The Kashmiri meal of lamb, spinach and rice was served in fry pans placed straight on the table in the restaurant in Bury Park, Luton. Across the table was my old friend Pete who had just given me a tour of what The Independent calls ‘the epicentre of the global clash of civilisations’.
Luton is about half an hour north of London on the commuter train. It used to be famous for its Vauxhall car factory which attracted workers from Wales, then Ireland and then Bangladesh and Kashmir.
That’s when the Muslims moved in, two generations ago. Spreading along a valley, Luton became a workers’ island in a wealthy region of Tory commuters.
As Pete and I drove through Bury Park in the heart of the city of 200,000, we passed mosques and burka-clad women, a Polish work agency office, black migrant churches, and an apartment with a provocative oversized St George’s flag–a sure sign of an extreme-right English Defence League (EDL) supporter. Pete said that about 40,000 Muslims lived in Luton, over six times the national average of three per cent.
Before descending into the valley, we had cruised through streets of row houses, the heart of EDL territory. These streets were often festooned with St George’s flags, Pete explained, but ironically many of these ultra-English nationalists were Irish migrant stock.
Luton is the home base for the EDL which emerged in 2009 in response to an Islamist protest staged when British troops returned home from Afghanistan. Their nationalism is galvanised by what they see as the spread of sharia or Islamic law in England. Their symbol is the Crusader cross, with the logo: In hoc signo vinces (in this sign, conquer).
While mainly focused on England, EDL members marched in Amsterdam a year ago, when five Britons were among those arrested. They have initiated dozens of marches in Britain over the past two years, including one to support the House of Lords visit of controversial Dutch politician, Geert Wilders. These often led to violence and multiple arrests, especially when counter-demonstrations were held by groups like Unite Against Fascism (UAF).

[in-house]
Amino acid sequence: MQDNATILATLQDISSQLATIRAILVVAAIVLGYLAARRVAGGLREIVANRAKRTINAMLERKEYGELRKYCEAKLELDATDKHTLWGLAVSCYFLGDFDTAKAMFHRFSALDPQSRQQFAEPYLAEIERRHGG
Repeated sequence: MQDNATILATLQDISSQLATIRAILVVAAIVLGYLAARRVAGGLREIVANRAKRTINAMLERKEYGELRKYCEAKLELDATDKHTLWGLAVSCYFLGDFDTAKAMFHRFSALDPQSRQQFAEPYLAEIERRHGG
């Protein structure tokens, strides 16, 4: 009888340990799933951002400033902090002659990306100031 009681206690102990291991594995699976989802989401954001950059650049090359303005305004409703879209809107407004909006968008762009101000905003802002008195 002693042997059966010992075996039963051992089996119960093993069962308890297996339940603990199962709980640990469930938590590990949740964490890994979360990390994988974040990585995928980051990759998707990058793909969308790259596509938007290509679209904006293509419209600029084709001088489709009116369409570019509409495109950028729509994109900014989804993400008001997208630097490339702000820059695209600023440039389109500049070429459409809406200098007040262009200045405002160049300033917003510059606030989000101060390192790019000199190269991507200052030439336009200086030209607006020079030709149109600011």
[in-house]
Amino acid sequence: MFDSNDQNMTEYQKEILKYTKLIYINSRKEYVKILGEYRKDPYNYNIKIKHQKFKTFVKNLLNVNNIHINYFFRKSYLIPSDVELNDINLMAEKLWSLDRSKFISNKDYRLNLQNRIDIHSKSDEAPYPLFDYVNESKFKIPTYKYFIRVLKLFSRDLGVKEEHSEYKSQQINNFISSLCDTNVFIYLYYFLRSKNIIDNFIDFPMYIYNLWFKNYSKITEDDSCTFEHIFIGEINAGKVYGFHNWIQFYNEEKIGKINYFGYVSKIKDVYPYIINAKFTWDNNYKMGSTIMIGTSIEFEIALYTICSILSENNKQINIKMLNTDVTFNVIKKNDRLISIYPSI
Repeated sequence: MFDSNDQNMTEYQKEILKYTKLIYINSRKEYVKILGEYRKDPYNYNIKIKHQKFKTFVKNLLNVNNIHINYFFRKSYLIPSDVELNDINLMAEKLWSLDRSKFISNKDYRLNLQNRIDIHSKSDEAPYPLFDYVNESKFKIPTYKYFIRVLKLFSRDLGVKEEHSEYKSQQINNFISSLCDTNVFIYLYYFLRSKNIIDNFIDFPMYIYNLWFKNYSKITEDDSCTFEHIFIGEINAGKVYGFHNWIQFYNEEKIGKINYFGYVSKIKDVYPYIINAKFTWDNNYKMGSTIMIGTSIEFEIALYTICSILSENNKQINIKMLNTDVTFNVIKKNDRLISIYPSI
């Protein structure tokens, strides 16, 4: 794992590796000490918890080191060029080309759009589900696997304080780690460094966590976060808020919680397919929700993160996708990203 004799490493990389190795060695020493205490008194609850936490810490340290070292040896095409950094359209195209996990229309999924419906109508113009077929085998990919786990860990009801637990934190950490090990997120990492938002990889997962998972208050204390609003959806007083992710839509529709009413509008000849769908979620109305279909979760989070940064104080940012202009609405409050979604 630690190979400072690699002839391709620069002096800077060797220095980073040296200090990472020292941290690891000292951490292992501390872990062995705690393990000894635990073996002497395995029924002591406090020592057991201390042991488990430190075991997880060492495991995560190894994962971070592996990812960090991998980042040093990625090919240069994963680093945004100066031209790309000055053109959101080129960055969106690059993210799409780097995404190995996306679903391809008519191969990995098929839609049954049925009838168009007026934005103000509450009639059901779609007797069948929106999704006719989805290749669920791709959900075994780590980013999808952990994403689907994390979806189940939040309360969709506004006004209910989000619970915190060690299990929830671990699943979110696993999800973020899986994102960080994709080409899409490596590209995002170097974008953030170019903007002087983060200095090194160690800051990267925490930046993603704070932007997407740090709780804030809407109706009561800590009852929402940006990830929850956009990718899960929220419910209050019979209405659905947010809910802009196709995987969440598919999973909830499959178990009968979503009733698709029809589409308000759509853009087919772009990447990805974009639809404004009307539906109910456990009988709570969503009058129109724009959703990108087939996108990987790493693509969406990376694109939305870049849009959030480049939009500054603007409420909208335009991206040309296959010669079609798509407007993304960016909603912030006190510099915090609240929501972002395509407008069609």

Luton has also been perceived as a centre of Islamic radicalism, and was reported to be the staging base of the London 7/7 bombings. Over our Kashmiri meal, Pete said that was not really true; the bombers came from Leeds and simply parked their cars in Luton and took the train from there. Nevertheless several arrests had been made over the years in Luton, most recently related to a thwarted attack planned for Birmingham recently, he said.
So with the dangerous cocktail of the EDL up the hill, and the growing Muslim presence in the valley, what hope did Pete have of the future?
As a community worker based in an Anglican church in downtown Luton, Pete said he believed the presence of Christians actively building friendships with those of other faiths was crucial to defusing potential tension.
Pete himself represents Churches Together on the city’s Inter-Faith Council. In his view, neither right-wing extremism nor fundamentalist Islam reflected the town’s daily reality. Many Muslims in Luton resented the unfair image of the town as a terrorist hotbed. People of different faiths enjoyed a healthy interaction and he himself had close friendships with others on the council.
As we walked back to the car, Pete pointed out where crowds had gathered during an EDL march earlier this year, against what they saw as ‘spreading Islamisation’. The event threatened to turn really ugly when a counter-demonstration was announced by the UAF. Despite a city council appeal to the home secretary to ban the march, both protests were allowed to go ahead.
Some 3000 EDLers and 1000 UAFers were kept apart by 2000 police. Meanwhile about 1500 Muslims gathered in fear for their community and many locals turned out to be a buffer between them and the demonstrators. Pete and fellow community workers, including church members, circulated in the crowd, defusing the taunts of the demonstrators. Prominent leaders of Christian, Muslim and other faiths also were present to demonstrate a show of mutual trust.
The day passed without major incident, and Scotland Yard observers said it had been a copybook exercise. While the police presence had been a major factor in the peaceful outcome, for Pete the show of solidarity and respect among the faith leaders was crucial for long-term harmony and the welfare of the city.
Till next week,
Till next week,